LAS VEGAS (AP) — The man charged with murder in the 1996 killing of Tupac Shakur knew the gravity of his arrest last week near his home on the outskirts of Las Vegas, according to police body camera footage released Friday.
“So what they got you for, man?” an officer asks Duane “Keffe D” Davis.
“Biggest case in Las Vegas history,” Davis says, recounting the date that Shakur was gunned down — “September 7th, 1996.”
Police and prosecutors allege Davis was the mastermind behind the drive-by shooting near the Las Vegas Strip that killed Shakur at the age of 25.
Now, more than 27 years later, Davis was handcuffed around the wrists and in ankle shackles in the backseat of Las Vegas police car headed toward a county jail, where he remains held without bond.
“I ain’t worried,” Davis told the officer. “I ain’t did (expletive).”
The police videos, totaling more than an hour of footage, show Davis arrested around sunrise on Sept. 29 while walking in his otherwise quiet neighborhood.
“Hey, Keffe. Metro Police,” an officer said. “Come over here.”
Davis, holding a water bottle, cooperated as he was patted down and handcuffed next to an unmarked police vehicle.
The 60-year-old had been a long-known suspect in the case. He publicly admitted his role in the killing in interviews ahead of his 2019 tell-all memoir, “Compton Street Legend.” His arrest came two months after police raided his home, renewing interest in one of hip-hop’s most enduring mysteries.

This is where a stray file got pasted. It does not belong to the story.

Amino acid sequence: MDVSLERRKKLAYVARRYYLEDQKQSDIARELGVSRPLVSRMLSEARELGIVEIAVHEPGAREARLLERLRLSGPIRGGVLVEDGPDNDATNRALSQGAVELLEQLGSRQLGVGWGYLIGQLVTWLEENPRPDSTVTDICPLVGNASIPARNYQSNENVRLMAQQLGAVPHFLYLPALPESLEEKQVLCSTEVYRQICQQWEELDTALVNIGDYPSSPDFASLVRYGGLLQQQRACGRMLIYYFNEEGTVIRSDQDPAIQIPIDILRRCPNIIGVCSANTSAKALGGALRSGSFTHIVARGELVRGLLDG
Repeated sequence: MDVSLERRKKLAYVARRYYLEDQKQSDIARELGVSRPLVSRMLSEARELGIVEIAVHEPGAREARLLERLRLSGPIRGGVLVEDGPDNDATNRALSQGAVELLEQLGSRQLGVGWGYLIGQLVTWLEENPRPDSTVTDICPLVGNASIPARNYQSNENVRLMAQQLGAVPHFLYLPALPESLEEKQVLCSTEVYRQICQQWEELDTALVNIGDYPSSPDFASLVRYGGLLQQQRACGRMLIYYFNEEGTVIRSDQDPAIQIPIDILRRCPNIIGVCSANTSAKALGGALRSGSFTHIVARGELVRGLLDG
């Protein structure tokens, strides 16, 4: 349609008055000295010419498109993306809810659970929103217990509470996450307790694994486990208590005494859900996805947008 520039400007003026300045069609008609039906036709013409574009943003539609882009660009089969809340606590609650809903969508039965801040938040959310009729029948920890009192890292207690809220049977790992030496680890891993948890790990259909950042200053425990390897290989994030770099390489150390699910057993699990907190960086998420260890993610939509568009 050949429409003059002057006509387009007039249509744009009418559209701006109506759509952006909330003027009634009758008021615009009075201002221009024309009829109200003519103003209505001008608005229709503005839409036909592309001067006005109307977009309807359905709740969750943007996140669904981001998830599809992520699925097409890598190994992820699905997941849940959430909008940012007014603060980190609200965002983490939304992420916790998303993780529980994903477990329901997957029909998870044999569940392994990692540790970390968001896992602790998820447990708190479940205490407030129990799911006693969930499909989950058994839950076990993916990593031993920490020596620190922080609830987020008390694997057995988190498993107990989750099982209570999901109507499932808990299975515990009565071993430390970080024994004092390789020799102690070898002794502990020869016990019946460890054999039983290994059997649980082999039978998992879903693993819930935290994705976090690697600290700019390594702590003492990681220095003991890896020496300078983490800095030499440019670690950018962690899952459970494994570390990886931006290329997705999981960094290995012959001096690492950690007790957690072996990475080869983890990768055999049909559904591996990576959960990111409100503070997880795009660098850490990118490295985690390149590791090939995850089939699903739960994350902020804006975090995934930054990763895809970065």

In the videos, Davis recalled the July 17 raid and peeking over a gate at the same time as a SWAT officer. He said his arrest that morning was much more low-key.
As they drove on the freeway en route to police headquarters to interview Davis, he asks if he was followed the previous night. The officer says no.
“So why you all didn’t bring the media?” Davis said.
The officer asked why police would bring the media.
“That’s what you all do,” Davis said.
The self-described gangster from Compton, California, hasn’t yet entered a plea in the case, and he denied a request from The Associated Press for an interview at the jail. His longtime lawyer in Los Angeles, Edi Faal, told AP he has no comment on Davis’ behalf.
Davis told police that he had moved to the Las Vegas area in January because of his wife’s job. But the audio is redacted when police later ask him what he has been doing since the move.
In an indictment unsealed last Friday in Clark County District Court, Davis is accused of orchestrating the killing of Shakur and providing his nephew, Orlando “Baby Lane” Anderson, with the gun to do it. Anderson, who denied involvement in Shakur’s killing, died in 1998.
Grand jurors also voted to add sentencing enhancements for the use of a deadly weapon and alleged gang activity. If Davis is convicted, that could add decades to his sentence.
In Nevada, a person can be convicted of murder for helping another person commit the crime.
Davis’ first court appearance this week was cut short when he asked the judge for a postponement while he retains counsel in Las Vegas. He’s due in court again Oct. 19.
Authorities say Shakur’s killing stemmed from a rivalry and competition for dominance in a musical genre that, at the time, was dubbed “gangsta rap.” It pitted West Coast members of a Crips sect that Davis has said he led in Compton against East Coast members of a Bloods gang sect associated with rap music mogul Marion “Suge” Knight, founder of Death Row Records, the music label representing Shakur at the time of his death.
Antczak reported from Los Angeles. Associated Press writer Felicia Fonseca in Flagstaff, Arizona, contributed.